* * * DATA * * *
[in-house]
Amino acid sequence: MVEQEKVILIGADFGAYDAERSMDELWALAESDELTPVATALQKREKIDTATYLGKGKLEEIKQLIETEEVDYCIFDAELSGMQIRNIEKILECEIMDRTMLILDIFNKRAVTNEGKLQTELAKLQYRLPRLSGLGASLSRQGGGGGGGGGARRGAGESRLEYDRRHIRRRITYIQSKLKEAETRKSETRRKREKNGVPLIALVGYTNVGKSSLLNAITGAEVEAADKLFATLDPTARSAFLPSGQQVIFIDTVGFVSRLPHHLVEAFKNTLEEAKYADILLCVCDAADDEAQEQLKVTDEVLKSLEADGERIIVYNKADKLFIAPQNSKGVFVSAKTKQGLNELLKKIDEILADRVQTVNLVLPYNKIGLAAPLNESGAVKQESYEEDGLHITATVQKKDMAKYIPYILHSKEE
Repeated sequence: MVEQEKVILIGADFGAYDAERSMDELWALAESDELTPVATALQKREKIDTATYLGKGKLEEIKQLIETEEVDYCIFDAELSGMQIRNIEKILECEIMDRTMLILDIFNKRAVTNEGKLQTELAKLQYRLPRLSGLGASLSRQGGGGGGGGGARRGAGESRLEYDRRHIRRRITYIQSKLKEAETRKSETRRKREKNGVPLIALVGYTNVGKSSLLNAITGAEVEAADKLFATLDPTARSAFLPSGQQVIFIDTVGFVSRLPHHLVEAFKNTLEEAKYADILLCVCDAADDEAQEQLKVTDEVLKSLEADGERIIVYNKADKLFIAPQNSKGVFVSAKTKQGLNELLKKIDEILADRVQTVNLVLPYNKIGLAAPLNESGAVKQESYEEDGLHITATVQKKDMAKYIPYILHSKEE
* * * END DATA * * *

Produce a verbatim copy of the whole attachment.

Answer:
[in-house]
Amino acid sequence: MVEQEKVILIGADFGAYDAERSMDELWALAESDELTPVATALQKREKIDTATYLGKGKLEEIKQLIETEEVDYCIFDAELSGMQIRNIEKILECEIMDRTMLILDIFNKRAVTNEGKLQTELAKLQYRLPRLSGLGASLSRQGGGGGGGGGARRGAGESRLEYDRRHIRRRITYIQSKLKEAETRKSETRRKREKNGVPLIALVGYTNVGKSSLLNAITGAEVEAADKLFATLDPTARSAFLPSGQQVIFIDTVGFVSRLPHHLVEAFKNTLEEAKYADILLCVCDAADDEAQEQLKVTDEVLKSLEADGERIIVYNKADKLFIAPQNSKGVFVSAKTKQGLNELLKKIDEILADRVQTVNLVLPYNKIGLAAPLNESGAVKQESYEEDGLHITATVQKKDMAKYIPYILHSKEE
Repeated sequence: MVEQEKVILIGADFGAYDAERSMDELWALAESDELTPVATALQKREKIDTATYLGKGKLEEIKQLIETEEVDYCIFDAELSGMQIRNIEKILECEIMDRTMLILDIFNKRAVTNEGKLQTELAKLQYRLPRLSGLGASLSRQGGGGGGGGGARRGAGESRLEYDRRHIRRRITYIQSKLKEAETRKSETRRKREKNGVPLIALVGYTNVGKSSLLNAITGAEVEAADKLFATLDPTARSAFLPSGQQVIFIDTVGFVSRLPHHLVEAFKNTLEEAKYADILLCVCDAADDEAQEQLKVTDEVLKSLEADGERIIVYNKADKLFIAPQNSKGVFVSAKTKQGLNELLKKIDEILADRVQTVNLVLPYNKIGLAAPLNESGAVKQESYEEDGLHITATVQKKDMAKYIPYILHSKEE